Thursday, April 7, 2016

Joachim Trier's Louder than Bombs is a beautifully written gem of a film

Louder than Bombs (2015) - Trier
 photo 9498f605-f304-42bc-a269-70538b222325_zpsq8efgz0c.jpg
I can't stress enough that watching Joachim Trier's films is like reading really good books. That he might be the most literary (not in a superficial sense) film director working today. With each new films, Trier and his writing partner Eskil Vogt, show what mature, gifted writers they are. Their English language debut, Louder than Bombs, is a finely tuned chamber piece about grief and family dynamics. It is a great American film that brings out nuanced, beautifully drawn, rich characters just under two hours running time and would give Jonathan Franzen a run for his money. The title comes from the Smiths' album which was the US only released compilation, taken from Elizabeth Smart's prose poem By Grand Central Station I Sat Down and Wept. It's an apt title to illustrate the state of internal grief felt by the characters. The film's so beautifully written and acted, I can't find one false note.

The Reed family is grieving the death of the family matriarch, a strong willed war photographer, Isabelle (Isabelle Huppert). Her husband Gene (Gabriel Byrne) is a gentle high school teacher who had been always supportive of Isabelle and took care of their two sons while she's away in the war zones. Josh the elder son (Jesse Eisenberg), who just became a father himself, has his mother's traits - smart, driven, but has an air of a boy who grew up too fast. Then there is Conrad the younger son (Devin Druid), an unresponsive, always plugged in high schooler. Even though she's gone for two years, Isabelle is always present through numerous flashbacks, dreams and even has her own narrations. Things get a little complicated when Isabelle's colleague and former lover Richard (David Strathairn) is about to publish his article on her in New York Times and mention her suicide, a fact Gene never told Conrad about. As Josh comes home to take charge of Isabelle's photos in her untouched studio, it slowly becomes clear that the visit is an excuse for him to get away from his nagging wife and the new born. The three men have to deal with their grief in their own way.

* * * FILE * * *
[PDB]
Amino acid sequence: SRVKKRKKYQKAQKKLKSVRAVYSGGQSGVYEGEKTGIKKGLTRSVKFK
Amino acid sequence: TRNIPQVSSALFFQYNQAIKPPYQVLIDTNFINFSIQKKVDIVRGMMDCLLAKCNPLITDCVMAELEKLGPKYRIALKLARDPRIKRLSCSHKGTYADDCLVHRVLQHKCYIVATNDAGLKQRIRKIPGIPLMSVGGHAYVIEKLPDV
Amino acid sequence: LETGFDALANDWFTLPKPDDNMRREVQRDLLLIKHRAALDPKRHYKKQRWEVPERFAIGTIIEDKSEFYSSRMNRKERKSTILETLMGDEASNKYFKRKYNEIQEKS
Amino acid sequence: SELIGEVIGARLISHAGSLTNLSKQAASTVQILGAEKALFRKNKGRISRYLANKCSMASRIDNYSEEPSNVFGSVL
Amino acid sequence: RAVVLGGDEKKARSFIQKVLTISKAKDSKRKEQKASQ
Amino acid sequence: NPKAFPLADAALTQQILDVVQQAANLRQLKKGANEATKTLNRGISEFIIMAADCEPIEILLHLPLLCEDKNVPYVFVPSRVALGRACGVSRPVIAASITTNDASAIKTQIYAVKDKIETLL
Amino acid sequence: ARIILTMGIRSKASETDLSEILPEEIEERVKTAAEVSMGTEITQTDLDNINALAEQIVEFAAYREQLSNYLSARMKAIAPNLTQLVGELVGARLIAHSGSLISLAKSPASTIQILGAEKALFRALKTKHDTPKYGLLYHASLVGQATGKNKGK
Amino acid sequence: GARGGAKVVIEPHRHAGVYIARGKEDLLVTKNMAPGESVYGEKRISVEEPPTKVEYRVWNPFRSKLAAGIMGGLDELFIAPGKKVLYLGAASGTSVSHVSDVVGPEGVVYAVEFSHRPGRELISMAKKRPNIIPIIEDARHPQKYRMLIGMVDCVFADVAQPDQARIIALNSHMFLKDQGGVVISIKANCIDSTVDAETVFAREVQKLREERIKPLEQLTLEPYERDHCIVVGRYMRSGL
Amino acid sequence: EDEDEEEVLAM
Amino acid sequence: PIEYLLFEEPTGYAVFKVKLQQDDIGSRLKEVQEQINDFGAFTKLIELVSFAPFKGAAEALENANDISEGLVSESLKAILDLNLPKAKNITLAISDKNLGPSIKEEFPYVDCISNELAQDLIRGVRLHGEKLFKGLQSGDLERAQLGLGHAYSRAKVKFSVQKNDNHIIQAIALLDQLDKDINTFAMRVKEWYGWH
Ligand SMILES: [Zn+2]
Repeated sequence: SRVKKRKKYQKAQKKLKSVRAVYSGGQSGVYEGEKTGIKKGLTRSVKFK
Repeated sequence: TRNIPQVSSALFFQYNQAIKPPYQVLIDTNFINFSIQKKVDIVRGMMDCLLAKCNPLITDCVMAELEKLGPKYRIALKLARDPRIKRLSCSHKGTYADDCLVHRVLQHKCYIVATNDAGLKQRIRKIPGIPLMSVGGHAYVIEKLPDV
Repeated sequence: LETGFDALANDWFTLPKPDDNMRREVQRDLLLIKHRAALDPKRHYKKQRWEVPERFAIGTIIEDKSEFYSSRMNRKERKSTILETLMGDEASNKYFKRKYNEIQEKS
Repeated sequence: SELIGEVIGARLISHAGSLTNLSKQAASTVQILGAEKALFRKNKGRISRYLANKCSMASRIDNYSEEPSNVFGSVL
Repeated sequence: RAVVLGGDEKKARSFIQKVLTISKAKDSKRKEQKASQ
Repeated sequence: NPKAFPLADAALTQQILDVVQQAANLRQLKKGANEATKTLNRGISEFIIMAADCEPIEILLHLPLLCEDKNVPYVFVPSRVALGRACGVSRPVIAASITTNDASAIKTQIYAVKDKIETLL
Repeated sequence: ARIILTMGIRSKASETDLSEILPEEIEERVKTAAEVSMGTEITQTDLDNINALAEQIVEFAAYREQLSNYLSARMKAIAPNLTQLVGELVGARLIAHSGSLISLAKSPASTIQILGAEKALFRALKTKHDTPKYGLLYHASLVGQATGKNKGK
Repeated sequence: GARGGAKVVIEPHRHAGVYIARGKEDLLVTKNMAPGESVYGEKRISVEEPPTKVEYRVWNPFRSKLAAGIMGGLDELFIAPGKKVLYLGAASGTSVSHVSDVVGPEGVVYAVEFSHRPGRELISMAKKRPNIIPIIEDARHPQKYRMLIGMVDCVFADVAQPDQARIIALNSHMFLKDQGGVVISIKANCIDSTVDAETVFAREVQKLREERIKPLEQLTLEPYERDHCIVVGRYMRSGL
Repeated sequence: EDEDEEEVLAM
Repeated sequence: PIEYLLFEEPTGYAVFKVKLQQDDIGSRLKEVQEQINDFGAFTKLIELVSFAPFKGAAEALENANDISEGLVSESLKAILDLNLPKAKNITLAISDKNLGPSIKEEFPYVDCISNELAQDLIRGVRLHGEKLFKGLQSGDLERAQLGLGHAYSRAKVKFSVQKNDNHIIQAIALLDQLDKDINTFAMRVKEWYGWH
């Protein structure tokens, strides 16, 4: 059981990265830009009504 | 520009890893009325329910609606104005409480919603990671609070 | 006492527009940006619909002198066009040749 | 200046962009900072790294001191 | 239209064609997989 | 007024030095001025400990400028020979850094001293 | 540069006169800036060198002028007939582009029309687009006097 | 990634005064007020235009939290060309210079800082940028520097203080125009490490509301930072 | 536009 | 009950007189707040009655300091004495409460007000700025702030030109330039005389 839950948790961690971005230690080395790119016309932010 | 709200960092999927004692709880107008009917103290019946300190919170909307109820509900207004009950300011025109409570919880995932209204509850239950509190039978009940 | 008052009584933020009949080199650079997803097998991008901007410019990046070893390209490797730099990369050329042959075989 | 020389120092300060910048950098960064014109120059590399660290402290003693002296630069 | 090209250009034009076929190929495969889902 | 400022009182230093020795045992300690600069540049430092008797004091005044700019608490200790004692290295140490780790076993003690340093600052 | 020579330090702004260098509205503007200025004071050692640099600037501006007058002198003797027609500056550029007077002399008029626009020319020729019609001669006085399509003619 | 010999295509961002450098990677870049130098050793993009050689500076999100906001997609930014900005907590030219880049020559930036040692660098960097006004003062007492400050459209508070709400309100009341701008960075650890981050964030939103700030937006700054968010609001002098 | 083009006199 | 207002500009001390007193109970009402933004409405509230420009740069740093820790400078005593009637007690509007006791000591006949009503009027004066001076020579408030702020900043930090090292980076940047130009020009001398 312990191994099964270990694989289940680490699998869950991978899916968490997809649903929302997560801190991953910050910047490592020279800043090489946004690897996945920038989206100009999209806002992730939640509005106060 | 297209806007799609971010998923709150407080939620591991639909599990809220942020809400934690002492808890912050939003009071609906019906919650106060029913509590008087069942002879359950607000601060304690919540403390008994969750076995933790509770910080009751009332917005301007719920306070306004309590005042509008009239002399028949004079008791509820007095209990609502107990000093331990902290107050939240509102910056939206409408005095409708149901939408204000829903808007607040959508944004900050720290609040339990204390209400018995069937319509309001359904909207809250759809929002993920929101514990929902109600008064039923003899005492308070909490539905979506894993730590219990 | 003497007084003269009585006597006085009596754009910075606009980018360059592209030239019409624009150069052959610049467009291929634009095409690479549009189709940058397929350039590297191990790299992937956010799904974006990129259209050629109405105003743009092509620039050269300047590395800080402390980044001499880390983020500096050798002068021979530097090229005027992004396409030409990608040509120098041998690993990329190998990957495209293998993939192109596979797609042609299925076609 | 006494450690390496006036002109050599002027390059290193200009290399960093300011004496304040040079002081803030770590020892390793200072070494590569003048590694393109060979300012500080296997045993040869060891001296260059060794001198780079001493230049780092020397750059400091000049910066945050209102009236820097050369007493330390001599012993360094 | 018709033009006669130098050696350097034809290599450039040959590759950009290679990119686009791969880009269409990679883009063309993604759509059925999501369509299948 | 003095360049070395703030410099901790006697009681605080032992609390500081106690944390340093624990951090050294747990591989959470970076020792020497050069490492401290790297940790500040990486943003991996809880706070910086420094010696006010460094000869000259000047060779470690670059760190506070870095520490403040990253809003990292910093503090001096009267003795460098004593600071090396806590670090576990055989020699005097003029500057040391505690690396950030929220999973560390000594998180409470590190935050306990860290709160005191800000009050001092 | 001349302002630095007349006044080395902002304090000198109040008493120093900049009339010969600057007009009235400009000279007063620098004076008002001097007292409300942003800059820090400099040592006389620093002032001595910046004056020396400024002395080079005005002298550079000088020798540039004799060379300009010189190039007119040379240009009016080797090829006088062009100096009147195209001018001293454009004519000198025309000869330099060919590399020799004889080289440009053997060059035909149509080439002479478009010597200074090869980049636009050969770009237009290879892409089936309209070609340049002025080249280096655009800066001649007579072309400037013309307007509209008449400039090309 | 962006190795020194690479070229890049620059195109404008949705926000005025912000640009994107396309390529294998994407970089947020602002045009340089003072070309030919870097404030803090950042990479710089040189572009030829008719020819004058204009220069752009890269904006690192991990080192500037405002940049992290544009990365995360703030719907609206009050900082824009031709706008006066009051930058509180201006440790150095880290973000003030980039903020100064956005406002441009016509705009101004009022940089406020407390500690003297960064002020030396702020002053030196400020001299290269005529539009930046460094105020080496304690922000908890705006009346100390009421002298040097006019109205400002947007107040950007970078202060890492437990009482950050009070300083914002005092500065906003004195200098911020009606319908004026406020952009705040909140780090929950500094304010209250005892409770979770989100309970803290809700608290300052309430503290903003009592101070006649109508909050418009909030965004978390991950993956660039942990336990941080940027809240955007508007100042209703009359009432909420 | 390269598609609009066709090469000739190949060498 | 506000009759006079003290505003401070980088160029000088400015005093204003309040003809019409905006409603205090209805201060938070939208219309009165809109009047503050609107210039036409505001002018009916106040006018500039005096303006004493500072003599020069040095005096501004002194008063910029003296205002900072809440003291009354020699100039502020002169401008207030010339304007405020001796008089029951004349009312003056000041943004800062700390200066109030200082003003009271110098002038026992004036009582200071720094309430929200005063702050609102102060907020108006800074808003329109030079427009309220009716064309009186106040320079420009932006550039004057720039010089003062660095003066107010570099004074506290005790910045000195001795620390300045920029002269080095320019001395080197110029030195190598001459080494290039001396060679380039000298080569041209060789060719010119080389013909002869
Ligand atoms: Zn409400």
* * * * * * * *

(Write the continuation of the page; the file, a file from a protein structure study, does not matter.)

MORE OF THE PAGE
As Trier and vogt explored before in Reprise, Bombs deals with the consequences of being a talented, driven person. Many fail to balance work and relationship. For Isabelle, her work was like an addiction, no matter how much she kidded herself with the notion of family life. Not that she was an uncaring mother, but she was unhappy, feeling that she wasn't needed every time she came home and at the same time felt guilty for being selfish. Gene, who gave up his acting career to take care of their sons, never found his place in the world and doesn't really know how to connect with his growing/grownup sons who worshiped their mom and in turn resented him. Although Josh would never admit to anyone, he regrets having to grow up too fast and made rash decisions undoubtedly because of his mom's death. Conrad daydreams and makes up scenarios how his mom really died and lives in his head most of the time.

Acting is superb throughout: Byrne exudes warmth and patience in an anti-patriarchal character that is rarely seen in American films. Added to his arrogant, intelligent kid he always plays, Eisenberg brings vulnerability in a basically a not showy supporting role. But it's Druid who is truly phenomenal as a weird kid who is much more mature than he seems. And of course, Huppert, again, makes her presence felt, even with limited screen time, playing enigmatic, complicated woman.

Despite its heavy subject matter Bombs contains many humorous moments involving Conrad's crush on one of the school's popular girls while Josh matter of factly discouraging him that it would never work out ('been there done that' defeatist nerd talk) and Gene trying to connect with Conrad through a role playing video game with resulting in hilarity. And just like in his two previous films, Trier uses fast moving montage sequences that signify meaningful moments in characters' lives (over Conrad's confessional essay) that are truly beautiful and touching. Dense yet lively, touching but not corny, mature and intelligent without being showy, Louder than Bombs is a rare gift of a movie. So good!

No comments:

Post a Comment